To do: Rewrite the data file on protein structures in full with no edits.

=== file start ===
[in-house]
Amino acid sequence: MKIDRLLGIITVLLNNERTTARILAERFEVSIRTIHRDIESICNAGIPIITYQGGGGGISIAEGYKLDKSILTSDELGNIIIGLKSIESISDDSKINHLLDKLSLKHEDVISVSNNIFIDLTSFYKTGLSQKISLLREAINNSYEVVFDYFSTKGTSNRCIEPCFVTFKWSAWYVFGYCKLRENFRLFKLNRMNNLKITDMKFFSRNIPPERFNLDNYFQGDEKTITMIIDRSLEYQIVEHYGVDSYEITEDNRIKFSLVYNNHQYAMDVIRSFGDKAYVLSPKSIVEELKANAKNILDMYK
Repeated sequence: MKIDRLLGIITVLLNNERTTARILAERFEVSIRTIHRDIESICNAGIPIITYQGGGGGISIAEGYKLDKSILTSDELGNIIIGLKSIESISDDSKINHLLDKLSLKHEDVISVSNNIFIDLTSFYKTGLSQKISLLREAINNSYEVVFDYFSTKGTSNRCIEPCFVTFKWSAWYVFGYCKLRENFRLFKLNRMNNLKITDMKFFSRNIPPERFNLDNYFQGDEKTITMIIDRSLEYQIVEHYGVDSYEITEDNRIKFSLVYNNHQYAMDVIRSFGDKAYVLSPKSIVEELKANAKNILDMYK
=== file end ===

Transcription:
[in-house]
Amino acid sequence: MKIDRLLGIITVLLNNERTTARILAERFEVSIRTIHRDIESICNAGIPIITYQGGGGGISIAEGYKLDKSILTSDELGNIIIGLKSIESISDDSKINHLLDKLSLKHEDVISVSNNIFIDLTSFYKTGLSQKISLLREAINNSYEVVFDYFSTKGTSNRCIEPCFVTFKWSAWYVFGYCKLRENFRLFKLNRMNNLKITDMKFFSRNIPPERFNLDNYFQGDEKTITMIIDRSLEYQIVEHYGVDSYEITEDNRIKFSLVYNNHQYAMDVIRSFGDKAYVLSPKSIVEELKANAKNILDMYK
Repeated sequence: MKIDRLLGIITVLLNNERTTARILAERFEVSIRTIHRDIESICNAGIPIITYQGGGGGISIAEGYKLDKSILTSDELGNIIIGLKSIESISDDSKINHLLDKLSLKHEDVISVSNNIFIDLTSFYKTGLSQKISLLREAINNSYEVVFDYFSTKGTSNRCIEPCFVTFKWSAWYVFGYCKLRENFRLFKLNRMNNLKITDMKFFSRNIPPERFNLDNYFQGDEKTITMIIDRSLEYQIVEHYGVDSYEITEDNRIKFSLVYNNHQYAMDVIRSFGDKAYVLSPKSIVEELKANAKNILDMYK